Finally, Blender can still be cluttered and confusing. Some parts of the UI are visually unstable (i.e. things disappear or appear based on settings picked elsewhere, and it may not be obvious why). Some of the tools have funky workflows (e.g. several common tools only spawn a helpful floating dialog AFTER you’ve done something with the mouse that you probably didn’t want to do) and a lot of keyboard shortcuts seem to be designed for Linux users (ctrl used where command would make more sense).

The blender 2.8 documentation is pretty good but also incomplete. E.g. I couldn’t find any documentation of particle systems in the new 2.8 documentation. There’s plenty of websites with documentation or tutorials on blender’s particle systems but which variant of the user interface they’ll pertain to is pretty much luck-of-the-draw (and blender’s UI is in constant evolution).

Expecting a 3D program with 20 years of development history and a ludicrously wide-and-deep set of functionality to be learnable by clicking around is pretty unreasonable. That said, blender 2.8 comes close, generally having excellent tooltips everywhere. “Find” will quickly find you the tool you want — most of the time — and tell you its keyboard shortcut — if any — but won’t tell you where to find it in the UI. I am pretty unreasonable, but even compared to Cheetah 3D, Silo, or 3ds max (the most usable 3D programs I have previously used) I now think Blender more than holds its own in terms of learnability and ease-of-use relative to functionality.

Performance-wise, Cycles produces pretty snappy previews despite, at least for the moment, not being able to utilize the Nvidia GPU on my MBP. If you use Cycles in previews expect your laptop to run pretty damn hot. (I can’t remember which if any versions of Blender did, and I haven’t tried it out on either the 2013 Mac Pro/D500 or the 2012 Mac Pro/1070 we have lying around the house because that would involve sitting at a desk…)

Cranked up, Eevee is able to render well-beyond the requirements for broadcast animated TV shows. This frame was rendered on my laptop at 1080p in about 15s. Literally no effort has been made to make the scene efficient (there’s a big box of volumetric fog containing the whole scene with a spotlight illuminating a bunch of high polygon models with subsurface scattering and screenspace reflections.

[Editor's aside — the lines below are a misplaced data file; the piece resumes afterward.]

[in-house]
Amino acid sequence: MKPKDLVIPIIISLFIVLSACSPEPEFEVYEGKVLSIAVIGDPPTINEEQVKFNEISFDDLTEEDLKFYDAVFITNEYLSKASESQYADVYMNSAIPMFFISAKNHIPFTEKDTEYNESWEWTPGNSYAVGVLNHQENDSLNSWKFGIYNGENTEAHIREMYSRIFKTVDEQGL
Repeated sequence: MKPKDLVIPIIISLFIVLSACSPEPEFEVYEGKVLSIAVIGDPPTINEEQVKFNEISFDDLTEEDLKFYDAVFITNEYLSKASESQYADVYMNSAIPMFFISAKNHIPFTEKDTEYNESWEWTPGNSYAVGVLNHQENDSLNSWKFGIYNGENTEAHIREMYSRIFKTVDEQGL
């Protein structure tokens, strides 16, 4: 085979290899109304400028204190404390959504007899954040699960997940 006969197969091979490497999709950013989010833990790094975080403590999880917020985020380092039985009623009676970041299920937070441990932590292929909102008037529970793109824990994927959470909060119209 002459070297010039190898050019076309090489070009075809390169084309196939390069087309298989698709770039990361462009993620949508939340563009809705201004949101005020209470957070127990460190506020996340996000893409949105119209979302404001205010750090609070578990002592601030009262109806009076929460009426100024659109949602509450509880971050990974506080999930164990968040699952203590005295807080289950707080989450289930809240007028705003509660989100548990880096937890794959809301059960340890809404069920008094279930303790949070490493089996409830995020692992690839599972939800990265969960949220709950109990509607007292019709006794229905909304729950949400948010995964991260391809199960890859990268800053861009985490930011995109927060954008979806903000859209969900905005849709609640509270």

Perhaps the most delightful feature of blender 2.8 though is Eevee, the new OpenGL-based renderer, which spans the gamut from nearly-fast-enough-for-games to definitely-good-enough-for-Netflix TV show rendering, all in either real time or near realtime. Not only does it use the same shader model as Cycles (the PBR renderer) but, to my eye, for most purposes it produces nicer results and it does so much, much faster than Cycles does.

Blender 2.8, now in late beta, is a masterpiece. If you have any interest in 3d software, even or especially if you’ve tried blender in the past and hated it, you owe it to yourself to give it another chance. Blender has somehow gone from having a user interface that only someone with Stockholm Syndrome could love to an arguably class-leading user interface. The fact that it’s an open source project, largely built by volunteers, and competing in a field of competitors with, generally, poor or at best quirky user interfaces, makes this something of a software miracle.

Why People Click

My wife has her own blog on the Psychology Today website. (I think it took her about a day to overtake the traffic for all my websites put together — sigh.) The one thing I can claim credit for is the title (although I suggested it for something else — um, TBA).

Oh yeah, I also published a book about five weeks ago, it’s called Learn 3D with Cheetah 3D 6. It’s essentially “Cheetah 3D 6 The Missing Manual” except that I’m not famous enough to be commissioned to write a “Missing Manual”. I wrote Learn 3D in about six weeks of my spare time (mostly late at night) and it has outsold anything I’ve ever put on the market (which is amazing given Cheetah 3D 6 is an indie niche product, or depressing given the effort I’ve put into other things I’ve tried to sell).

Cheetah 3D 5.6 Mini-Review

Thanks to changes in Google’s pagerank algorithm designed to deal with content farms the pagerank of some of my web pages has risen dramatically. Suddenly, this website is likely to be one of the first places someone looking for information or a review of Cheetah 3D will come, so it occurs to me that I ought to update my reviews.